In general, the U.S. constitution provides broad freedom of speech. This includes faculty, but there is no special academic freedom here - just the general freedom that all Americans (and many non-Americans) enjoy.
The political activities of many governmental employees are regulated by the Hatch Act. The Hatch Act is generally applicable (with exceptions) to many categories of federal employees, including people who receive only a small part of their pay from federal employment. Federal agencies like the National Science Foundation, Department of Energy, and others often employ faculty members in various capacities. In these situations, they would be bound by the Hatch Act.
What does the Hatch Act limit? It depends on the kind of position. This page summarizes what kinds of activities are prohibited.
None of this is directly applicable to the people who run American universities, because it is rare for those universities to be run by the federal government. I know of one (Haskell University is operated by the Department of the Interior to provide education for native americans). There are likely a few others, but not many.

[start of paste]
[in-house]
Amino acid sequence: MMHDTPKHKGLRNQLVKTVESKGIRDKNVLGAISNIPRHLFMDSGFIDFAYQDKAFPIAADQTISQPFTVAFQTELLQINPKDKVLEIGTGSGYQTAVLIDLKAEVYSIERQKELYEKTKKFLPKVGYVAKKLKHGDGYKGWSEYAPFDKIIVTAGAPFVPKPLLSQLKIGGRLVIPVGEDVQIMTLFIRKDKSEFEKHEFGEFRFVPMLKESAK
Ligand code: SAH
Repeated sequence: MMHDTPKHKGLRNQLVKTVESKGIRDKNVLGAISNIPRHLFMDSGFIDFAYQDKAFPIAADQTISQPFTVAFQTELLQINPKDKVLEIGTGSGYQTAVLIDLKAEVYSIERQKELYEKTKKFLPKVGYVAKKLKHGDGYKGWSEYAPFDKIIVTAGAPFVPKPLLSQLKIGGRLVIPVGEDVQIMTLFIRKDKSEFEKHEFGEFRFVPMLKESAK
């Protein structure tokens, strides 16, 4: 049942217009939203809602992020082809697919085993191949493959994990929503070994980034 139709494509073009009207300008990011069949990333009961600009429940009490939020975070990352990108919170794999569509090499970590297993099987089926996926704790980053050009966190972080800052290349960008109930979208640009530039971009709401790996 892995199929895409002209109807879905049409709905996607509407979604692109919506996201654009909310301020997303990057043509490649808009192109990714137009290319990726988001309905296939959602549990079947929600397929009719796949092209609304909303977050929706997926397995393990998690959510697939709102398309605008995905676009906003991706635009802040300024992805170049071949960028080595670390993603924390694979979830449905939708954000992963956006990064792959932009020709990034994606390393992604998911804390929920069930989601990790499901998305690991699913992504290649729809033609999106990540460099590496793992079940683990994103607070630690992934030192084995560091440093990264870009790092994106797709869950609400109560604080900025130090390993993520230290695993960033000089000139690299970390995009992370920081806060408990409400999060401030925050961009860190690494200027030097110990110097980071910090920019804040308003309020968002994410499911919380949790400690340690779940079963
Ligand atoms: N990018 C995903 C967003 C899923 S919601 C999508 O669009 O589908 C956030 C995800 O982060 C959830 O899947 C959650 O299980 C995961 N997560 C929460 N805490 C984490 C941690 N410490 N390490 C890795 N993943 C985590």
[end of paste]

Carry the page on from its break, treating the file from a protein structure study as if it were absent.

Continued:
Universities (like any other organization) have the ability to decide what kinds of political activity are appropriate for their official operations. They may choose to limit their employees in ways similar to the Hatch Act, impose their own rules, or do nothing at all. At least in my experience, most universities tend toward the latter end of that spectrum.
Outside of their official capacity, faculty (including administrators) may publicly support anyone they wish. However, there may be practical consequences for doing so (such as hurt relationships with donors or their board).